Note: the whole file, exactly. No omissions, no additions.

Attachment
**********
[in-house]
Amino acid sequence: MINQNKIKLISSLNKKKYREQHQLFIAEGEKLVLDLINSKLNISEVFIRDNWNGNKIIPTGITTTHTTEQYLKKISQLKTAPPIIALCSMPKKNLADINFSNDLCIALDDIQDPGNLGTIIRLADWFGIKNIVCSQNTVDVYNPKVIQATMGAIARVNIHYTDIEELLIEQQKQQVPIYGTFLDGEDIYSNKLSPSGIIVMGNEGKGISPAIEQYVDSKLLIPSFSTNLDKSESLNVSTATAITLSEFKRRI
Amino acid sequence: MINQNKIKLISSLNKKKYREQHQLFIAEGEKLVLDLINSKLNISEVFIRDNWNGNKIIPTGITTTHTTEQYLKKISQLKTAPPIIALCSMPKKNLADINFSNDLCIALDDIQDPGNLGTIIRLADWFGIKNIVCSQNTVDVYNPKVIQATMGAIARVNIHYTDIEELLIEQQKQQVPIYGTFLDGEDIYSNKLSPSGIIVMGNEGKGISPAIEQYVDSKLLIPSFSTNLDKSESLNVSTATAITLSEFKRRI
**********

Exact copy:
[in-house]
Amino acid sequence: MINQNKIKLISSLNKKKYREQHQLFIAEGEKLVLDLINSKLNISEVFIRDNWNGNKIIPTGITTTHTTEQYLKKISQLKTAPPIIALCSMPKKNLADINFSNDLCIALDDIQDPGNLGTIIRLADWFGIKNIVCSQNTVDVYNPKVIQATMGAIARVNIHYTDIEELLIEQQKQQVPIYGTFLDGEDIYSNKLSPSGIIVMGNEGKGISPAIEQYVDSKLLIPSFSTNLDKSESLNVSTATAITLSEFKRRI
Amino acid sequence: MINQNKIKLISSLNKKKYREQHQLFIAEGEKLVLDLINSKLNISEVFIRDNWNGNKIIPTGITTTHTTEQYLKKISQLKTAPPIIALCSMPKKNLADINFSNDLCIALDDIQDPGNLGTIIRLADWFGIKNIVCSQNTVDVYNPKVIQATMGAIARVNIHYTDIEELLIEQQKQQVPIYGTFLDGEDIYSNKLSPSGIIVMGNEGKGISPAIEQYVDSKLLIPSFSTNLDKSESLNVSTATAITLSEFKRRI